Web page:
Awareness of melanoma (defined as knowledge that melanoma is a type of cancer or specifically a type of skin cancer) varied substantially by demographic factors (Table_1). Awareness generally was higher among respondents who were women, white, aged greater than or equal to 25 years, and of higher income levels. Approximately 50% of men and 35% of women reported they did not know the term melanoma. Awareness varied substantially by age group: 38% of respondents aged 25-64 years were aware that melanoma is a type of skin cancer, compared with 16% of those aged 18-24 years.

Awareness also was directly related to levels of education and income. Approximately 50% of respondents who were college graduates were aware that melanoma is a type of skin cancer, compared with 16% of those with less than a high school education. Of the respondents with annual incomes less than $20,000, 60% reported they did not recognize the term melanoma; in comparison, of respondents in the highest annual income group (greater than or equal to $75,000), 31% reported they did not recognize the term.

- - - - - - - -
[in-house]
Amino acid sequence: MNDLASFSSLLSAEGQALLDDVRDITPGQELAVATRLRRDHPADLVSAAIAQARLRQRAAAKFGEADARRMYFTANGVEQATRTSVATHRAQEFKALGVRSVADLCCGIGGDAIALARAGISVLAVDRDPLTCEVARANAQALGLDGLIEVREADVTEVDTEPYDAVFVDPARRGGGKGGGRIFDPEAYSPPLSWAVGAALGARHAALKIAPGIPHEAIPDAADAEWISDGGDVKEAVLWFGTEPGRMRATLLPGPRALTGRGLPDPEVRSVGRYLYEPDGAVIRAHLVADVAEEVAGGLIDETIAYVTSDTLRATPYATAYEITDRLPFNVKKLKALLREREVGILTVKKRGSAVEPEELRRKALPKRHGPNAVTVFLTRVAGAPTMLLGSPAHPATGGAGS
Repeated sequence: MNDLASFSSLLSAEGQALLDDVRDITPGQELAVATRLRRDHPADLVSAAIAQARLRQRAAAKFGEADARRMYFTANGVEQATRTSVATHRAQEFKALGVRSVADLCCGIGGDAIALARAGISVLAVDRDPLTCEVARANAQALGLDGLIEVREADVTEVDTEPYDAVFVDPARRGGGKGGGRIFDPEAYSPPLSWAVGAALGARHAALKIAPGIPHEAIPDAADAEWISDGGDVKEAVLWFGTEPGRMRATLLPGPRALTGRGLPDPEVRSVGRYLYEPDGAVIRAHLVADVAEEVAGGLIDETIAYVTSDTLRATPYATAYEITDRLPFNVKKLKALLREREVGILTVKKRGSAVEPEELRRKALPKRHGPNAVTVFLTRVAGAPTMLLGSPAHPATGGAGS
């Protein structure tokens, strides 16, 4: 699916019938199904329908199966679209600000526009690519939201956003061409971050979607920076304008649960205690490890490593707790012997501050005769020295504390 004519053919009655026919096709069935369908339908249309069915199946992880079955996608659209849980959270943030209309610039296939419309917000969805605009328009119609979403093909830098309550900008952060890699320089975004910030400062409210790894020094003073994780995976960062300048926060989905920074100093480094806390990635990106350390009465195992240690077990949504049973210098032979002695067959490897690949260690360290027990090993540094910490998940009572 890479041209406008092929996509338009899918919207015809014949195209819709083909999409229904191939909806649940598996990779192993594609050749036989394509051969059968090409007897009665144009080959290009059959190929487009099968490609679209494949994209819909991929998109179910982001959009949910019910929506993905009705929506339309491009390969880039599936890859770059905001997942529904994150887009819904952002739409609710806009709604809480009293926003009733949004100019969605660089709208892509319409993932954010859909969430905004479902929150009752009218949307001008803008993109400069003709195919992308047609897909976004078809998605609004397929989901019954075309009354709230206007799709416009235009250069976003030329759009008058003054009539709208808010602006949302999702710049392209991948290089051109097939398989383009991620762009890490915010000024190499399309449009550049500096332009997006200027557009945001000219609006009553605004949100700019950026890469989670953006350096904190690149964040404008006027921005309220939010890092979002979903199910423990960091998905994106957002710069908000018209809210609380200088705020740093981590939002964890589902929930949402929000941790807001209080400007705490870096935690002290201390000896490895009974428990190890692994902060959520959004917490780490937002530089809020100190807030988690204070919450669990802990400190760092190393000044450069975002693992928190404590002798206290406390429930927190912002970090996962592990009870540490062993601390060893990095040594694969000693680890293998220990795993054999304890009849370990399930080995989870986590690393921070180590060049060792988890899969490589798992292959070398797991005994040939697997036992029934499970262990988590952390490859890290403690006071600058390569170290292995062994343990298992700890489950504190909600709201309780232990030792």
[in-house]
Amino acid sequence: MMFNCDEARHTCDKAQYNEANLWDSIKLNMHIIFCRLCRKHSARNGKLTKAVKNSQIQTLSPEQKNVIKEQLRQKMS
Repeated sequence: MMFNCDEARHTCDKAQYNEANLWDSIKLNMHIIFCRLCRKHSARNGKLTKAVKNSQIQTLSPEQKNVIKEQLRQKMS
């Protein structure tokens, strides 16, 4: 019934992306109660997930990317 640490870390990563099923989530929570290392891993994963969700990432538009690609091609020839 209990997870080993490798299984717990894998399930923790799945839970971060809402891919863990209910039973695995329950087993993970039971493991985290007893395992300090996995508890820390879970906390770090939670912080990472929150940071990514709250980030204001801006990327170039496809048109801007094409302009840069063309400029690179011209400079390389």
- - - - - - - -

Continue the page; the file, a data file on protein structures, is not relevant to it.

Reported by: DR Miller, ScD, AC Geller, MPH, HK Koh, MD, Dept of Dermatology, Dept of Medicine, and Dept of Cancer Prevention and Control, Boston Univ, Massachusetts. American Academy of Dermatology, Evanston, Illinois. Div of Cancer Prevention and Control, National Center for Chronic Disease Prevention and Health Promotion, CDC.

Editorial Note

Editorial Note: During 1973-1992, the death rate for melanoma increased 48% among men, representing the highest sex-specific increase of all cancers (4). However, the AAD survey documented that a high proportion of U.S. adults (42%) lacked knowledge and awareness about melanoma. The finding that levels of awareness were lowest among the youngest respondents (persons aged 18-24 years) is especially important because of the strong association between severe sunburn at a young age and risk for melanoma later in life. Previous studies indicate that approximately 80% of lifetime sun exposure occurs before age 18 years (5), emphasizing the importance of educating young persons, their parents, and others about behaviors necessary to reduce or minimize exposure to the sun and ultraviolet (UV) radiation. The findings in this report also indicate limitations in the ability to distinguish between risk factors for melanoma and those for other skin cancers (see box).

Risk Factors and Prevention Measures for Melanoma and Other Skin Cancers Risk Factors for Melanoma (6)

  • Light skin color

  • Family history of melanoma

  • Personal history of melanoma

  • Presence of moles and freckles

  • History of severe sunburn occurring early in life

Risk Factors for Squamous Cell and Basal Cell Carcinomas (6)

  • Chronic exposure to the sun

  • Family history of skin cancer

  • Personal history of skin cancer

  • Light skin color

Measures to Prevent Skin Cancer